Executive Order Requires Providers To Disclose Prices
President Bush on Tuesday signed an executive order that requires HHS, the Department of Defense, the Department of Veterans Affairs and the Office of Personnel Management to collect more information about the quality and cost of health care they provide and to share that data with one another and with beneficiaries, the Washington Post reports (Fletcher, Washington Post, 8/23). The order directs the agencies to work with the private sector and other government agencies to develop and enact programs to measure quality of care.
The agencies will work to identify practices that promote high-quality care. In addition, the order calls for the agencies to use interoperable electronic health records where available, and it requires the agencies to compile information on the prices they pay for common services.
The agencies must have the new programs in operation by Jan. 1, 2007 (California Healthline, 8/22).
The order does not detail how health care providers would pay for increased costs related to establishing and meeting data-sharing standards or how providers would show charges for specific services, the Los Angeles Times reports (Gerstenzang, Los Angeles Times, 8/23). The Wall Street Journal reports that "[m]uch remains to be seen" on how the order is enacted "because different interest groups want different standards" (Zhang, Wall Street Journal, 8/23).
Bush said the executive order sends a message to health care providers that "in order to do business with the federal government, you've got to show us your prices" (Los Angeles Times, 8/23). "The fact is, if you have excellent information about quality, about service and about price, people make good decisions," Bush said.
During a business roundtable with medical and business executives in Minnesota, Bush also promoted health savings accounts and association health plans. At the roundtable, Bush said, "I guess if I had to summarize how I view it, I would say there's a choice between having the government make decisions or consumers make decisions. ... Health care policy ought to be aimed at bolstering the consumer, empowering individuals to be responsible for health care decisions -- is kind of the crux about what we're talking about" (Washington Post, 8/23).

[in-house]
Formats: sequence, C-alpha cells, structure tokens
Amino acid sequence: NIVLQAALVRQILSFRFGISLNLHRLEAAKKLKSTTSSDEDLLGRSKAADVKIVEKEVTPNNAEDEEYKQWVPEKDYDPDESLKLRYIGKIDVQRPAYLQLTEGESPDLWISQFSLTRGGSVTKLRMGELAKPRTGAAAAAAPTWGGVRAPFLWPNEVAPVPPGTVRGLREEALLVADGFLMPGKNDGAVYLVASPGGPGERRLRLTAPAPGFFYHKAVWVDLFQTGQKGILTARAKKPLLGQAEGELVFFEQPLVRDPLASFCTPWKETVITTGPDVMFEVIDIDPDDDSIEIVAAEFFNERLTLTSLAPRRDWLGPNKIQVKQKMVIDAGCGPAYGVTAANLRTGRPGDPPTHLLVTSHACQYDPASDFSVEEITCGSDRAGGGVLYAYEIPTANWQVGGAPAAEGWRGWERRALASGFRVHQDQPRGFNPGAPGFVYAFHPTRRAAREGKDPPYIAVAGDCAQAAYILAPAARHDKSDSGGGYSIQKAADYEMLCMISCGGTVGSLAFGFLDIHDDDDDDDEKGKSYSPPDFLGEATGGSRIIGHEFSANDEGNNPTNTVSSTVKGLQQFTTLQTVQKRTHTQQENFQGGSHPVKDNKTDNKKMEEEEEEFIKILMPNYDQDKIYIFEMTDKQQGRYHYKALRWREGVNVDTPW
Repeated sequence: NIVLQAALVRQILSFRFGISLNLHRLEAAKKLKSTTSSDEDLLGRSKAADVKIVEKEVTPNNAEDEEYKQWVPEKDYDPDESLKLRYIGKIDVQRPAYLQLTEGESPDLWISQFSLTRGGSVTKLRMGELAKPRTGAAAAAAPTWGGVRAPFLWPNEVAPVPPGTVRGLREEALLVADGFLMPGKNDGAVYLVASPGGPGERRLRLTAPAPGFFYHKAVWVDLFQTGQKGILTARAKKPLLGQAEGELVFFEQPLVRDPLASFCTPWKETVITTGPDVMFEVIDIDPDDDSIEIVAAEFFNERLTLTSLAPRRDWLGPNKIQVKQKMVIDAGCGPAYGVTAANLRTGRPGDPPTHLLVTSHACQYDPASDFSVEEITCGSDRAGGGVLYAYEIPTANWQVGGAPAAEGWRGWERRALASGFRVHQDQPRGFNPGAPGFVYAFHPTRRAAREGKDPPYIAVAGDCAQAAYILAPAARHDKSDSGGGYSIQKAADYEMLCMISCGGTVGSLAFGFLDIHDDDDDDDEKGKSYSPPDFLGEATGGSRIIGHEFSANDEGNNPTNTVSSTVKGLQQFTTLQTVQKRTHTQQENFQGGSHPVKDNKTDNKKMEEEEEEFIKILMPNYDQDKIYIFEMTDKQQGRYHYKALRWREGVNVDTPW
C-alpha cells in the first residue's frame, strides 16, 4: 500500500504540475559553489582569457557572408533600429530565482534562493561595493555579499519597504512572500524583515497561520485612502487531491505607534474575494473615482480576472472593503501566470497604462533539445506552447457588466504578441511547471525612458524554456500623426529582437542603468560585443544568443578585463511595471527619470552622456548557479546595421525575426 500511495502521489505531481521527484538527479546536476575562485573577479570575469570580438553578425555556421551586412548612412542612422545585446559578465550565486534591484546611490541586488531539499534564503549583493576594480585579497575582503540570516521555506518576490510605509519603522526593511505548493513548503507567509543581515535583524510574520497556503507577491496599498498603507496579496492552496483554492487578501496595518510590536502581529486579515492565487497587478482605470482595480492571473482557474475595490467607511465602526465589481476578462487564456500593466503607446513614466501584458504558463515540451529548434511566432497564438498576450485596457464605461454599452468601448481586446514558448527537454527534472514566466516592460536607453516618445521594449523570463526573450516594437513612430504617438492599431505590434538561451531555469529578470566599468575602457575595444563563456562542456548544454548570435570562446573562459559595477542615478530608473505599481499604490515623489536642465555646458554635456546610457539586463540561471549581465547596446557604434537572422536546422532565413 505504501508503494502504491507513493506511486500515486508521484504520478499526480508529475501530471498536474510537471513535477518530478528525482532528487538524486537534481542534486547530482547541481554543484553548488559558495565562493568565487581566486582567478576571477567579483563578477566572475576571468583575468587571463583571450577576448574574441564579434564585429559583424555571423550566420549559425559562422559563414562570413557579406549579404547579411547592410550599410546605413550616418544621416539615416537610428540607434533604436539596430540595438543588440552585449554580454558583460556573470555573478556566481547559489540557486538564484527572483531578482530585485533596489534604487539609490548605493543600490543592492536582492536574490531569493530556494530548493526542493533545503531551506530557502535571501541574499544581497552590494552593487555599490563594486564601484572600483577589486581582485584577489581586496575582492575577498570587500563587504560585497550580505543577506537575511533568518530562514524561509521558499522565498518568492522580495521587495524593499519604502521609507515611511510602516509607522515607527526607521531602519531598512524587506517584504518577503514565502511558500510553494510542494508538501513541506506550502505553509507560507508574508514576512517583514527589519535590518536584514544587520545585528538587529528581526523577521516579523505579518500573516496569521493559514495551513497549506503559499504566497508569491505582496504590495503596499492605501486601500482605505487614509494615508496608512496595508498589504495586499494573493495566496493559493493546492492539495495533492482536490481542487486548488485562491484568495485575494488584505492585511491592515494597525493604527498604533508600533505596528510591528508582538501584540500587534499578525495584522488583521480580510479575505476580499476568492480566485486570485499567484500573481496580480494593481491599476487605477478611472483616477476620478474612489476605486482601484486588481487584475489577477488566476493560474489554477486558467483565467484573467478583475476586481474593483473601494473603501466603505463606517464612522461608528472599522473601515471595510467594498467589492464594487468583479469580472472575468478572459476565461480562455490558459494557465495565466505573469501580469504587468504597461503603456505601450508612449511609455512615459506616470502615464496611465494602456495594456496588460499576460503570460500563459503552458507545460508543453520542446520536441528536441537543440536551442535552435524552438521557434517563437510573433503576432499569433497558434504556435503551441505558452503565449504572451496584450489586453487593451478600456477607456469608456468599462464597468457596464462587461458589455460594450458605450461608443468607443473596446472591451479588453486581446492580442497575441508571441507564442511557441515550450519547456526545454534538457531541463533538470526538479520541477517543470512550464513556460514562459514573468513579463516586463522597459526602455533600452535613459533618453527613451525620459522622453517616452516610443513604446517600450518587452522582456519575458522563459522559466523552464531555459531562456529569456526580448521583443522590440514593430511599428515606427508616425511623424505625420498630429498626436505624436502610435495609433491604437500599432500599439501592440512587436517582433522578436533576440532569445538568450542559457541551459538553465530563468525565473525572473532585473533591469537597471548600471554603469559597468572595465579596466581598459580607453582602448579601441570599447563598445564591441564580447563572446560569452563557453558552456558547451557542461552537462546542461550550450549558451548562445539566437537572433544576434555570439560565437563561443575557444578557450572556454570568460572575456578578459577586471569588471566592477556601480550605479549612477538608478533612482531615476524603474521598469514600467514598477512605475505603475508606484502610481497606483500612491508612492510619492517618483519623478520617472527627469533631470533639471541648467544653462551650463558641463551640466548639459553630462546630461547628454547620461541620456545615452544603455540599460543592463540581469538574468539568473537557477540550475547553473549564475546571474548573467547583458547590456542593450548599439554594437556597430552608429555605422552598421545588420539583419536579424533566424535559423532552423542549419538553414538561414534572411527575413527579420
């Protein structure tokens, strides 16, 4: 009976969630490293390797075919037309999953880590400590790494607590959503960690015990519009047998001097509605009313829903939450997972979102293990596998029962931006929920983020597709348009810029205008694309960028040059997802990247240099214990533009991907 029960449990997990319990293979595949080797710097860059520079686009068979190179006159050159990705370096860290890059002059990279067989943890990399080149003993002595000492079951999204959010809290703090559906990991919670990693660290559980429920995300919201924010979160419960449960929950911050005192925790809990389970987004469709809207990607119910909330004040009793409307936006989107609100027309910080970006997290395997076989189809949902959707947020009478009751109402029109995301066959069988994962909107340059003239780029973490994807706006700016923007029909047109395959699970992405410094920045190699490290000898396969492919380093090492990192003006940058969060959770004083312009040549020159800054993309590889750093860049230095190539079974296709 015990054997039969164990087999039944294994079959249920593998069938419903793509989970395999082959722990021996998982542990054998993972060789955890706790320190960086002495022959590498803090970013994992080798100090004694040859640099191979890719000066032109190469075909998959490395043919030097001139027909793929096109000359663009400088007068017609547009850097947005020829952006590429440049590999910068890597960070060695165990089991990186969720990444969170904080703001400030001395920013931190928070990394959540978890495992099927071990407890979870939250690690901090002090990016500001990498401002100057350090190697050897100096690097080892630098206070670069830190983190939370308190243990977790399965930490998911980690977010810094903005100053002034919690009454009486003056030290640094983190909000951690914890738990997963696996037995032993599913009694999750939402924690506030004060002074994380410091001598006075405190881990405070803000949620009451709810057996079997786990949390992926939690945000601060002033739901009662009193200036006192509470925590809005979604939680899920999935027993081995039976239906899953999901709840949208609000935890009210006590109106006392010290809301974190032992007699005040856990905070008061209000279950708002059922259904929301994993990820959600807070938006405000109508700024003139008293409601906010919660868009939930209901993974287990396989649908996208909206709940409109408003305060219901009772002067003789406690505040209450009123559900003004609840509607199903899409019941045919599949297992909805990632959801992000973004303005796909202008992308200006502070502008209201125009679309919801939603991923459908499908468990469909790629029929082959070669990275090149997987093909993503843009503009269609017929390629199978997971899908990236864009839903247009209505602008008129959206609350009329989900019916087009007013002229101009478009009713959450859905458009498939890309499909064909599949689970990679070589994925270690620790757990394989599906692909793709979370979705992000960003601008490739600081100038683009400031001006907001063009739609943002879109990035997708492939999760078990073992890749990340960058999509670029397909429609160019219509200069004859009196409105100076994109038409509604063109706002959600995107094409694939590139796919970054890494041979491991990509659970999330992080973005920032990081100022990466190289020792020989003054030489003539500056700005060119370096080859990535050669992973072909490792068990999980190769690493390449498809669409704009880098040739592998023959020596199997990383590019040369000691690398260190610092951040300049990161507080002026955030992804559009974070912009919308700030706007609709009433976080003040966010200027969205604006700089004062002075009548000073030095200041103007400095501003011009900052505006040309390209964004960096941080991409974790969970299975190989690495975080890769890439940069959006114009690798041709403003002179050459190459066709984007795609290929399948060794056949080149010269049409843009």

HHS Secretary Mike Leavitt said that the order will allow the federal government, which pays for up to 40% of all U.S. health care, to use its purchasing power to push for changes in the health care system (AP/Long Island Newsday, 8/23).
Leavitt, speaking to reporters on Air Force One, said, "The reality is, very few people have a clue what their health treatments cost. And even fewer understand the quality that they're receiving as it relates to other alternatives. The consequence of that is that you have a system where, essentially, there are no limits, and no one has an idea of what it's costing" (Crowley, CQ Today, 8/22).
Karen Ignagni, president of America's Health Insurance Plans, said the order "rewards the delivery of high-quality care, fosters an interoperable health care system and takes steps to ensure that consumers are equipped with the best available information they need to make health care decisions" (Los Angeles Times, 8/23).
John Engler, president of the National Association of Manufacturers, said, "Greater transparency of cost and performance information will help consumers make more informed decisions regarding their health care. Additionally, adoption of health IT standards will further improve health care quality, streamline inefficient processes and reduce costs that are burdening our businesses."
Rep. Patrick Kennedy (D-R.I.) said he supported the order. "The government buys so much health care that, if the various agencies coordinate their efforts to drive quality and efficiency, it can make a huge difference," Kennedy said. He added that "patient privacy must be a paramount concern" (CQ Today, 8/22).
Edward Langston, a board member of the American Medical Association, said pressuring doctors to be more transparent about their prices might not be effective because most health care consumers pay doctors through the government, insurers or other third parties, which set the prices (Wall Street Journal, 8/23).
PBS' "Nightly Business Report" on Tuesday reported on Bush's signing of the measure. The segment includes comments from Robert Berenson, health policy fellow at the Urban Institute; Bush; and William Fried, medical director for Aetna (Dhue, "Nightly Business Report," PBS, 8/22).
The complete transcript is available online.